COVID-19 has bought a “new normal”. From stay-at-home orders and teleworking requirements to market volatility, consumer worry, and delayed public disclosure, the face of the industry will be forever changed. In light of this, Registered Investment Advisor compliance departments should consider reviewing the landscape of the Code of Ethics requirements.
Last month, the SEC’s Office of Compliance Inspections and Examinations (OCIE) issued a Risk Alert regarding examinations that will focus on broker-dealers’ compliance with Regulation Best Interest. The SEC wanted to make clear that the Regulation Best Interest compliance date of June 30, 2020 will not be extended. The OCIE will begin examinations with the program and will continue to add this element as part of exams for one year after the implementation date.
The June 30th compliance deadline for Regulation Best Interest and Form CRS is quickly approaching. It presents new compliance requirements for broker-dealers and investment advisers engaging in a retail business.
Your firm is beginning to get in the groove since the shelter-in-place orders have been implemented. In the past, you have worked from home on certain days, but the transition to full-time teleworking, homeschooling, and pet sitting has been a challenging reality. Then surprise! You get a call from your regulatory coordinator that FINRA or the SEC has decided to conduct a regulatory exam of your firm starting now.
The spread of the COVID-19 pandemic has presented challenges for many financial service firms. Compliance programs are no exception. Firms are generally responsible for building, testing, and enforcing their compliance programs.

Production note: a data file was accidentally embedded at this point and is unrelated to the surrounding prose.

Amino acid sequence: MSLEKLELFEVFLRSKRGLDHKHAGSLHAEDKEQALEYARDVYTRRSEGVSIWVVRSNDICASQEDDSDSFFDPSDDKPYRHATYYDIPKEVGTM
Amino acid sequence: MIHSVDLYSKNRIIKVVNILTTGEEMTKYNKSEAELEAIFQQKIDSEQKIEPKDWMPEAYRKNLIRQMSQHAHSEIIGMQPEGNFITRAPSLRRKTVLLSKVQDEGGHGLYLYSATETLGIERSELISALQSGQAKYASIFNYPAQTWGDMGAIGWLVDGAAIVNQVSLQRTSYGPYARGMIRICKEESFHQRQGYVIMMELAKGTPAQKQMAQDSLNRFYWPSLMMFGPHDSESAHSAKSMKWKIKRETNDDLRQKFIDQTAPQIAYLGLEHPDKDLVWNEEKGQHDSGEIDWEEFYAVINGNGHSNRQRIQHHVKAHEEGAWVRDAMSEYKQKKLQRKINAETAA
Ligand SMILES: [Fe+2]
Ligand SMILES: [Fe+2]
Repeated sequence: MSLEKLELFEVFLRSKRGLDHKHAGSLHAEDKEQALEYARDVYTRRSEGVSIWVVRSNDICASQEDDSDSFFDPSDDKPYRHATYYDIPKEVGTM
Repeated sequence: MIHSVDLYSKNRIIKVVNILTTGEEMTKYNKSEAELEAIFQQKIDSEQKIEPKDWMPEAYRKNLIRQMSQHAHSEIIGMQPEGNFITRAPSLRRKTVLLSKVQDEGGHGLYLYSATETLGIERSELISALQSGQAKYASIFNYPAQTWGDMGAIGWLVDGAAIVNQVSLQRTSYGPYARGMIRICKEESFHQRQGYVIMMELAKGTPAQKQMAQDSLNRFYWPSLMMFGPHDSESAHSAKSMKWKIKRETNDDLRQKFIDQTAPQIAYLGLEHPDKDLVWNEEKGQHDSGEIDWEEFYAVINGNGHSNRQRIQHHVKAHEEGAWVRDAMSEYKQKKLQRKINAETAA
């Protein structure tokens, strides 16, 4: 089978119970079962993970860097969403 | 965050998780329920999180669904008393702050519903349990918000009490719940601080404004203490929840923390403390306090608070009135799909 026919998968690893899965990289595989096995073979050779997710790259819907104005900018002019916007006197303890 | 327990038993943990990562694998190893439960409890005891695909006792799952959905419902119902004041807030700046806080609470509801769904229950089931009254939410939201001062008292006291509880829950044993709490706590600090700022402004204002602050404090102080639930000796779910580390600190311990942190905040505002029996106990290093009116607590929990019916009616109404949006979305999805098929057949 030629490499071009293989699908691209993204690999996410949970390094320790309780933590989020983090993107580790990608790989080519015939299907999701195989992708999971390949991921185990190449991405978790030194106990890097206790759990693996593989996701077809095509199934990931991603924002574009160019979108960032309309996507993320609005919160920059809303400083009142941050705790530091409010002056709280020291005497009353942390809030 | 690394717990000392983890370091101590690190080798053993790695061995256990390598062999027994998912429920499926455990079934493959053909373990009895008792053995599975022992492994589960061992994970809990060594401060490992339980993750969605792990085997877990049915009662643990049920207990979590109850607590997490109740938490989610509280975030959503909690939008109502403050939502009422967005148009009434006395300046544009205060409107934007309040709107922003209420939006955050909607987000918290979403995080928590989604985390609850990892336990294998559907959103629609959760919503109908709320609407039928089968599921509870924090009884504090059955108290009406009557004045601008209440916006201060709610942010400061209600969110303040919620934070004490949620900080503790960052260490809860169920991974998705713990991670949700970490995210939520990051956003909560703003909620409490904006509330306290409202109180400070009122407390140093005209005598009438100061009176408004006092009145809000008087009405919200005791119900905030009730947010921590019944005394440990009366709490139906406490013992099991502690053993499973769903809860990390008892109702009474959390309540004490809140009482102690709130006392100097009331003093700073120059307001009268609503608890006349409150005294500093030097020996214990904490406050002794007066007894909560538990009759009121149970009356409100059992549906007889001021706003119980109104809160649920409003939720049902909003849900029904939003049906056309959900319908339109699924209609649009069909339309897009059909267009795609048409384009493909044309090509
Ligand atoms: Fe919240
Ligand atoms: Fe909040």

Many financial service firms have written supervisory procedures in place for business continuity planning (BCP). Tucked somewhere on a server or in a binder, many plans have been collecting dust. More than likely, these plans are only taken out during regulatory exams, branch audits, or internal testing.
Enforcement actions can be scary, especially if you or your Firm are named in the enforcement. For the rest of us, enforcement actions provide valuable information on patterns of misconduct, rule violations, and overall cautionary tales.
At the end of each calendar year, the Office of Compliance Inspections and Examinations (“OCIE”) staff of the United States Securities and Exchange Commission (“SEC”) publish a list of topics for the next year’s examination priorities. Not so surprisingly, the first item for the 2019 exam priorities listed is “fees and expenses”. This topic was also the highlight of an OCIE Risk Alert in April 2018 as one of the most frequent compliance issues identified in Examinations of Investment Advisers.
Under the Investment Advisors Act of 1940 (the “Advisers Act”), Investment Advisers assume a fiduciary responsibility requiring them to seek and obtain the “best execution” for client transactions when trading in client accounts. The United States Securities and Exchange Commission (“SEC”) has outlined this responsibility as “an adviser must execute securities transactions for clients in such a manner that the client’s total costs or proceeds in each transaction are the most favorable under the circumstances.” Also, the SEC has indicated Investment Advisers need to periodically “evaluate the execution quality of the broker-dealer executing their clients’ transactions.”
With the transition into the electronic storage of client data, Investment Advisers and Broker-Dealers are faced with more complex compliance issues regarding safeguarding client information and records. The United States Securities and Exchange Commission (“SEC”) OCIE Risk Alert from May 2019 addresses some of the issues and concerns identified with cloud-based storage and possible issues to consider regarding the protection of electronic client and business data.